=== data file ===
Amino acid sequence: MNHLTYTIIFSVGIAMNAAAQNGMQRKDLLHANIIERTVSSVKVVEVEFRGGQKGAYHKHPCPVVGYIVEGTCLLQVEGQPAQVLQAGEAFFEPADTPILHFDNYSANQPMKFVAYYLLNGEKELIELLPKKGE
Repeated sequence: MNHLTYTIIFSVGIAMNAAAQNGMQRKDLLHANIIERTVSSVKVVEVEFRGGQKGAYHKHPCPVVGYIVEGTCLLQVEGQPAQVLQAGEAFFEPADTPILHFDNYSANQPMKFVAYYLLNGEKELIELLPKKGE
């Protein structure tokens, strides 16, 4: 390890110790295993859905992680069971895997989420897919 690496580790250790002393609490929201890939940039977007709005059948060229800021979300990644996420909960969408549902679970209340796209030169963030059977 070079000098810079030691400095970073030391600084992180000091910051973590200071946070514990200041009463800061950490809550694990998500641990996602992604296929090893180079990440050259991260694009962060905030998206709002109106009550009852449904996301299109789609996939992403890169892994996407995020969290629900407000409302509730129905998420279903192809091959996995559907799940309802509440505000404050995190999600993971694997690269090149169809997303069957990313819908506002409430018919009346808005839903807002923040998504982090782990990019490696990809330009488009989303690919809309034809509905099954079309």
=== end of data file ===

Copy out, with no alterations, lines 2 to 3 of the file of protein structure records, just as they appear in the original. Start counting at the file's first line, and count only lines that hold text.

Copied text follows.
Repeated sequence: MNHLTYTIIFSVGIAMNAAAQNGMQRKDLLHANIIERTVSSVKVVEVEFRGGQKGAYHKHPCPVVGYIVEGTCLLQVEGQPAQVLQAGEAFFEPADTPILHFDNYSANQPMKFVAYYLLNGEKELIELLPKKGE
């Protein structure tokens, strides 16, 4: 390890110790295993859905992680069971895997989420897919 690496580790250790002393609490929201890939940039977007709005059948060229800021979300990644996420909960969408549902679970209340796209030169963030059977 070079000098810079030691400095970073030391600084992180000091910051973590200071946070514990200041009463800061950490809550694990998500641990996602992604296929090893180079990440050259991260694009962060905030998206709002109106009550009852449904996301299109789609996939992403890169892994996407995020969290629900407000409302509730129905998420279903192809091959996995559907799940309802509440505000404050995190999600993971694997690269090149169809997303069957990313819908506002409430018919009346808005839903807002923040998504982090782990990019490696990809330009488009989303690919809309034809509905099954079309």